6:06pm: Sportsline with Tony Caridi

Governor Justice comes out against one W.Va. big education bill

CHARLESTON, W.Va. — Gov. Jim Justice wants his pay raise bill to go through without strings attached.

Justice said lawmakers should run his proposed pay raise bill for teachers and other public employees by itself, rather than wrapping the promised raise into a bill with a spectrum of additional changes to how West Virginia schools are run.

“I just wish my bill would be considered and this omnibus bill would be out of the way,” Justice said during a news conference today.

He did not say at first he would veto the bill that’s under consideration in the state Senate.

“First of all, I don’t think it will ever come through in the condition it’s in.”

But pressed later, he said, “I would. I can’t do that,” meaning that he couldn’t accept it.

His comments were a day ahead of a high-profile, rare meeting of the state Senate serving as a single committee to consider the education bill.

The education bill has been contentious both because of the many items it includes and because of the process of its consideration.

“We don’t need uncertainty today, and we don’t need to create a food fight for next to nothing,” Justice said.

Senate President Mitch Carmichael, standing alongside Senate Education Chairwoman Patricia Rucker, just a few minutes later said work on the education bill will continue.

Mitch Carmichael

“I heard him continually use the refrain ‘Why.’ What I would like to say ‘Why’ is our kids. Our kids and our children in this state, unfortunately perform — student achievement-wise at the lowest in the nation. We care about our kids,” said Carmichael, R-Jackson.

“And it’s important to reform the education system in our state. If we feel a moral imperative, as we should, to provide a world-class education to every student in West Virginia why would we not approach fundamental comprehensive education reform?”

Of the governor’s veto threat, Carmichael said, “We just have to deal with that. In this state we have options for mistakenly-vetoed bills. We’ll just approach it as we go through the process.”

Patricia Rucker

Rucker said Justice campaigned on a goal of getting West Virginia out of last place.

“And what we’re doing in the Senate is we’re actually following through on what he promised. We’re tired of being last,” said Rucker, R-Jefferson.

“We want to move up, we want to increase student outcomes, we want to help every West Virginia student.”

Back on Oct. 2, Justice promised the pay raises for teachers and other public employees. During a news conference in which he was backed by Republican legislators he did not describe that being dependent on any other issues.

Prior to the legislative session starting, he responded to reporters’ questions about charter schools by saying he does not support that concept.

The bill currently under considerations combines the promised pay raises for school employees along with provisions for charter schools.

It also does much more.

The bill would also let teachers bank personal days for retirement credit. It would give counties greater latitude in paying some teachers more for in-demand expertise. It would require teachers to sign off annually on union dues. It would allow for Educational Savings Accounts.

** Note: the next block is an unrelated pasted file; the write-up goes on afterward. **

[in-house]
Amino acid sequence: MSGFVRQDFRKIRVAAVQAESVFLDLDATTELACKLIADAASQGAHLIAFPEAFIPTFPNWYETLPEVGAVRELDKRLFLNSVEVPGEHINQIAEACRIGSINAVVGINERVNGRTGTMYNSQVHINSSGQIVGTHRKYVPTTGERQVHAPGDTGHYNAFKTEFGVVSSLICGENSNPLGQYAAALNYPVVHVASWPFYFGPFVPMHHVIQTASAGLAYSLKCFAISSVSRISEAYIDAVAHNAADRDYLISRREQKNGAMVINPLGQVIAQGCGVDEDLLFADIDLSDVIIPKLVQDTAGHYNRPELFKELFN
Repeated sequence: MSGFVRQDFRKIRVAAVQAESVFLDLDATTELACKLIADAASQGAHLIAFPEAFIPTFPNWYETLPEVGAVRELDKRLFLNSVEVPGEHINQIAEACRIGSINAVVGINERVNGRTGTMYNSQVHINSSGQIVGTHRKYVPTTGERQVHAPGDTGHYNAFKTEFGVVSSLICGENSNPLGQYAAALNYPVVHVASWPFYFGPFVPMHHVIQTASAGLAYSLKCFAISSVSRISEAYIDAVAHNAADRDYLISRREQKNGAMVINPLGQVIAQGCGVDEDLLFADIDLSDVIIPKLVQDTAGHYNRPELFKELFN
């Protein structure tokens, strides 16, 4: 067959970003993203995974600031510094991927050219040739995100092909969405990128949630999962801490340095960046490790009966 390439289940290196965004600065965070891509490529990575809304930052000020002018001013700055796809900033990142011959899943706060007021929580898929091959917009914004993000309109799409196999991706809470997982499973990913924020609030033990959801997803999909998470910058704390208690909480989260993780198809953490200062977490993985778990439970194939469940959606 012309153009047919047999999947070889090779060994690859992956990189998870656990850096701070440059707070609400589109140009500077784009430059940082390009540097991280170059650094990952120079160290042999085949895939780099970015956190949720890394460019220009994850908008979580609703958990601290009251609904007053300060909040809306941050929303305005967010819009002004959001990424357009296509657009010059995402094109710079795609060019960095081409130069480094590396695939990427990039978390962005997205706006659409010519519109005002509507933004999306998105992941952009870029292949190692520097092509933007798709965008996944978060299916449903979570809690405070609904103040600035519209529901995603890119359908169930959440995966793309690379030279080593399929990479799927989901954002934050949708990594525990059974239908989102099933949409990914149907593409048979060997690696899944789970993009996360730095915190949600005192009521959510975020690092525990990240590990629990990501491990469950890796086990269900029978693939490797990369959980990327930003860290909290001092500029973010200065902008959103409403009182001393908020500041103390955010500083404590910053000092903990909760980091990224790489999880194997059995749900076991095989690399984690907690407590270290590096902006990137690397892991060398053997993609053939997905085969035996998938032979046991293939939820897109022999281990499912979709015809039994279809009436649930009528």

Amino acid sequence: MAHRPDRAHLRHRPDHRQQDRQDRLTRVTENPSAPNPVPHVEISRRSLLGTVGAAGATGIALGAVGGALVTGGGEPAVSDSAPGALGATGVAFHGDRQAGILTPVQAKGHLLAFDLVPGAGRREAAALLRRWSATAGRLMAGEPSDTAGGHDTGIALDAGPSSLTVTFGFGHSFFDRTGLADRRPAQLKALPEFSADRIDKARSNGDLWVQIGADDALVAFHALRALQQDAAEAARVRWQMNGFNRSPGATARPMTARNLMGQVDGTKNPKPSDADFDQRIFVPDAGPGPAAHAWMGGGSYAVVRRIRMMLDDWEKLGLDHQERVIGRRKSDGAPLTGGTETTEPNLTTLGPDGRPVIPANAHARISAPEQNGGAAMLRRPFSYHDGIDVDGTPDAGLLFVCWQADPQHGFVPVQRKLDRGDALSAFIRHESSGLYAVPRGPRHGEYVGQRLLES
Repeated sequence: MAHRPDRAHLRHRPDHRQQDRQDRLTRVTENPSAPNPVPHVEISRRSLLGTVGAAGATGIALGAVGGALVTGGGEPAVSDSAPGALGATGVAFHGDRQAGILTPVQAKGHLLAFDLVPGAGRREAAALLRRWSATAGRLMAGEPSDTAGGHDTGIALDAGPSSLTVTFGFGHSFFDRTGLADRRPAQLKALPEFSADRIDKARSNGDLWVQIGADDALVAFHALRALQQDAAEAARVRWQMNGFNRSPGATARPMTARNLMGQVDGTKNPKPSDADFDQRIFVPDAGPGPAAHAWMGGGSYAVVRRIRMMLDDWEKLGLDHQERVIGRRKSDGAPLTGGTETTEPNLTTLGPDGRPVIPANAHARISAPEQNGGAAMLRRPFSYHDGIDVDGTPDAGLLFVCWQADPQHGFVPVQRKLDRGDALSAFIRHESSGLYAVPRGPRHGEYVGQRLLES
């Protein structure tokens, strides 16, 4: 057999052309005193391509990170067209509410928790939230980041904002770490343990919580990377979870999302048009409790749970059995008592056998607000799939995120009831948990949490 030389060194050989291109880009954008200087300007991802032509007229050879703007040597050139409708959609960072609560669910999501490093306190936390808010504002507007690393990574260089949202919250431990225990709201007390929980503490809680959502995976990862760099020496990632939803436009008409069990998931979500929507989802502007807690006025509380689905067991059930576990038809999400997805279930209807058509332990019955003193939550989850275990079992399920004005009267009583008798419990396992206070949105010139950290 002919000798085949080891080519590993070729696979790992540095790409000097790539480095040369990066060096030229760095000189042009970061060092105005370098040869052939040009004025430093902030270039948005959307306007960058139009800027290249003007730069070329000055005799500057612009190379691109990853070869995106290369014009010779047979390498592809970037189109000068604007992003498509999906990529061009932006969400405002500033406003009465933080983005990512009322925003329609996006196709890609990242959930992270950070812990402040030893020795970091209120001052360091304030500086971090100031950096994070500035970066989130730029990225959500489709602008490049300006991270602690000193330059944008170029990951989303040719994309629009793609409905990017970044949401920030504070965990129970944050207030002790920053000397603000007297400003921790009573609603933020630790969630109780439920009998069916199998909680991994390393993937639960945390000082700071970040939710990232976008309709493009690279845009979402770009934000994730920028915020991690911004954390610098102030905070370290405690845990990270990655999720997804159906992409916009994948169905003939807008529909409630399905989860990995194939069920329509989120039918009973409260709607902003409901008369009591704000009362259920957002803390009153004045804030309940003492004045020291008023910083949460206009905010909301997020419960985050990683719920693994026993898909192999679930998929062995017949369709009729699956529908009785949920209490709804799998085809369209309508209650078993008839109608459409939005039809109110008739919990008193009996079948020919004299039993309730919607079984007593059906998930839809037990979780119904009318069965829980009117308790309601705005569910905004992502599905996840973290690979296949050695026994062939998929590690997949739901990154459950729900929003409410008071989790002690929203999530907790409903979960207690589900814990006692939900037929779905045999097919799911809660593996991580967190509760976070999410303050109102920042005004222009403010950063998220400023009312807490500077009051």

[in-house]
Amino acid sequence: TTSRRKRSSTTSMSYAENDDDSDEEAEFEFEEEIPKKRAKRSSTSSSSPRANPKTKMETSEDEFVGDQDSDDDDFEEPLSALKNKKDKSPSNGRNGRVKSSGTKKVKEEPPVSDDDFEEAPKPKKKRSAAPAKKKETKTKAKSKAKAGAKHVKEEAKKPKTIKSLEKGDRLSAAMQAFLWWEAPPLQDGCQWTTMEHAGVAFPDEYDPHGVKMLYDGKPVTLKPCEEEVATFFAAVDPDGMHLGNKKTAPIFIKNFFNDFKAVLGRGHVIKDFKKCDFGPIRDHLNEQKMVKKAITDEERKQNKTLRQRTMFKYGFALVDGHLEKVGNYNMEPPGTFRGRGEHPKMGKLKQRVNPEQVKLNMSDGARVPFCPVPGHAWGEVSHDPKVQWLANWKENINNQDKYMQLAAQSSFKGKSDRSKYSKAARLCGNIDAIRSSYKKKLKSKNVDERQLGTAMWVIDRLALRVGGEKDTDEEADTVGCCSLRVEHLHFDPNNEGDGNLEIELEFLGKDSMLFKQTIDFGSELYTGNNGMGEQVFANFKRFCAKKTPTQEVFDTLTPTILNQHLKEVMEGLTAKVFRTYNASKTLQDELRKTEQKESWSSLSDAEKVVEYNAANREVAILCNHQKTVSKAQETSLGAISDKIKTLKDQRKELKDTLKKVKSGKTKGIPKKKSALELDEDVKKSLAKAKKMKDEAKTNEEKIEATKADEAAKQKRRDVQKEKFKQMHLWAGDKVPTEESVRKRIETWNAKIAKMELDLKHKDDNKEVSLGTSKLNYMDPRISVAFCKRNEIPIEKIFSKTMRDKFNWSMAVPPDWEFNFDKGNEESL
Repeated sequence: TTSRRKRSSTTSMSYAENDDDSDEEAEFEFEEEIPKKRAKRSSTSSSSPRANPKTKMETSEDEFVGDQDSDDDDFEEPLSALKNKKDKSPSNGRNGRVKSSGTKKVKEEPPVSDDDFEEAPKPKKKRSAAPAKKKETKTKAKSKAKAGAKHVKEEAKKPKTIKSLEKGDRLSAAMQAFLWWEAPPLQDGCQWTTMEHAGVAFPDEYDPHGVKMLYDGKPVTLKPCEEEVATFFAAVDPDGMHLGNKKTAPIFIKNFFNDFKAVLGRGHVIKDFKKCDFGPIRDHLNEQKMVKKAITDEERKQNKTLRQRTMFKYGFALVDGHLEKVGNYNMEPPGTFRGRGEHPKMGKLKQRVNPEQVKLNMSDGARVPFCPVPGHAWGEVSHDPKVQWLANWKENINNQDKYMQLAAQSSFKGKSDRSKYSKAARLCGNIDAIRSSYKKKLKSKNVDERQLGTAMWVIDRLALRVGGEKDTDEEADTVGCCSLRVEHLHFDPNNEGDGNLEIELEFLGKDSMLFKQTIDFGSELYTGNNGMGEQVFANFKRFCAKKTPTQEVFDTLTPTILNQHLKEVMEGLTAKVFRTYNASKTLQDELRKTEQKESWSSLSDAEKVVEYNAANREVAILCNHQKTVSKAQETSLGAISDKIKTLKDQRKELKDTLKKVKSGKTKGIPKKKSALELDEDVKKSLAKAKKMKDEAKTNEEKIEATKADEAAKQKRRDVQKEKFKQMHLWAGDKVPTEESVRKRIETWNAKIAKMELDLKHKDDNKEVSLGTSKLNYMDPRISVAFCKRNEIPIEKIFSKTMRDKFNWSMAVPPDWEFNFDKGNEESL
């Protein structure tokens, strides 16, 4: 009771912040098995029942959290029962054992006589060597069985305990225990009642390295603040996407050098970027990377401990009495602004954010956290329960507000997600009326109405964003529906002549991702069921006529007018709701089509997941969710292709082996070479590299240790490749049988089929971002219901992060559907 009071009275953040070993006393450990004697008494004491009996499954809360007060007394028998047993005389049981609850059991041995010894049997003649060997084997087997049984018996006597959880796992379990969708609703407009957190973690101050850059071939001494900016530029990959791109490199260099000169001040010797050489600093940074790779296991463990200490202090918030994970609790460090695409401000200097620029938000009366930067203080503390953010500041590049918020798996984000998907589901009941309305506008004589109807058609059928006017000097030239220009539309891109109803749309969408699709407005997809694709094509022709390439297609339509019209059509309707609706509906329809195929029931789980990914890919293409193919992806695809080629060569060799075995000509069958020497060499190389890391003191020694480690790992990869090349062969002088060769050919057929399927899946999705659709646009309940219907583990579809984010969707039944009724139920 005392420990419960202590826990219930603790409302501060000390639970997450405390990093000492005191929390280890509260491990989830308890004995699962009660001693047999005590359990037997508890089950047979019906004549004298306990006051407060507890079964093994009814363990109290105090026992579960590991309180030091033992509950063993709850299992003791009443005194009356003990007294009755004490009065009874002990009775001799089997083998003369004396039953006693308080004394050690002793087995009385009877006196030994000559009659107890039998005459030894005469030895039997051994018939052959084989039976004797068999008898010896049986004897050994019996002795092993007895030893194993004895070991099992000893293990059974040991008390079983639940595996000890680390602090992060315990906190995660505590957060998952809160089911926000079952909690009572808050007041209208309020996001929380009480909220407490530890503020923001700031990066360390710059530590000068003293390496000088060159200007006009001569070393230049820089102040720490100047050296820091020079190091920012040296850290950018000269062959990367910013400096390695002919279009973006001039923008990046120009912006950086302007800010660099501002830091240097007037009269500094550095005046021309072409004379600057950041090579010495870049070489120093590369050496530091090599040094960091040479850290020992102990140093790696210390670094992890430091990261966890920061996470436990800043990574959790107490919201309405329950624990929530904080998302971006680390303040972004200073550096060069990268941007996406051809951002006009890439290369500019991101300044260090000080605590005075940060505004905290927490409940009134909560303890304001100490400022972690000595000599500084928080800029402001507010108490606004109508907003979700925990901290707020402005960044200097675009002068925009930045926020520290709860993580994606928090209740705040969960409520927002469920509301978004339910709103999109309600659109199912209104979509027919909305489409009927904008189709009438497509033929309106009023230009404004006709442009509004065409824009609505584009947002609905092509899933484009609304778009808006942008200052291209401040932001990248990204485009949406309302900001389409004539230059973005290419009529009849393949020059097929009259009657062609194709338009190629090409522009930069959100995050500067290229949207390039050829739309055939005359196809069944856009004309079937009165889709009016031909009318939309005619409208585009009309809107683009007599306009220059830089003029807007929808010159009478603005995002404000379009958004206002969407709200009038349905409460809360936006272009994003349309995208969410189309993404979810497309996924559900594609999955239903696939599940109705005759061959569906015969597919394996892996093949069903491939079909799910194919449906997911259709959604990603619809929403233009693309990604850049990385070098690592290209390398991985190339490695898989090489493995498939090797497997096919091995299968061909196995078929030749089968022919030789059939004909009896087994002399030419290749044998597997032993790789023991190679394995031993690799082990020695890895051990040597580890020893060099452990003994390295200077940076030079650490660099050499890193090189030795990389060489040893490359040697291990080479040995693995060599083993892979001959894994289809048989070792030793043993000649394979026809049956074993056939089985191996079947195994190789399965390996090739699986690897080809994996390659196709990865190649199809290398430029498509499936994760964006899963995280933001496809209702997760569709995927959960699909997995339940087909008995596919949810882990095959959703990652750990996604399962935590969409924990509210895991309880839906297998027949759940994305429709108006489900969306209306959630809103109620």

It stipulates that if there’s a work stoppage that closes schools, those involved would not be paid.

It’s all tied together with a non-severability clause, saying that if any part of the bill is struck down then it would all be void.

Justice today said he is against the non-severability clause. (“That’s absolutely terrible.”) He is against “paycheck protection.” And he opposes charter schools right now, saying public schools can’t afford having resources taken away. (“I am absolutely against that.”)

Teachers unions, which supported Justice’s run for governor in 2016, have objected to all those issues being wound in one bill. They have said the issues should stand on their own.

Dale Lee

“We have people coming to the Capitol every day to watch the process,” said Dale Lee, president of the West Virginia Education Association. “They’re very in tune of what’s going on at the Capitol. Right now we’re asking them to stay alert, to stay tuned in to what’s going on.

“At this point, it’s watch the process and try to work the legislative process as it should.”

Educators also have objected to how the bill has flowed through the Senate so far. Discussion began last Thursday and then the bill passed out of the Senate Education Committee after a 5-hour discussion late Friday.

Given the many aspects of the bill, critics said that was not enough time to digest its implications.

The bill was referenced to Senate Finance, where two Republicans have said they don’t support it.

Roman Prezioso

“I think the problem was they didn’t have the votes to get it out of Finance,” said Senate Minority Leader Roman Prezioso, D-Marion.

So instead of going to Finance, the bill will be considered by the full Senate, acting as a committee.

The Republican majority has said that will give everyone — even senators who are not on Education or Finance — the opportunity to hear testimony and discussion.

Mike Maroney

“Everyone wants to talk about skipping the Finance Committee. We’re not skipping Finance Committee. The Finance Committee is in this room,” said Senator Mike Maroney, R-Marshall.

“The Finance Committee is happening. Please, people. Get that out there.”

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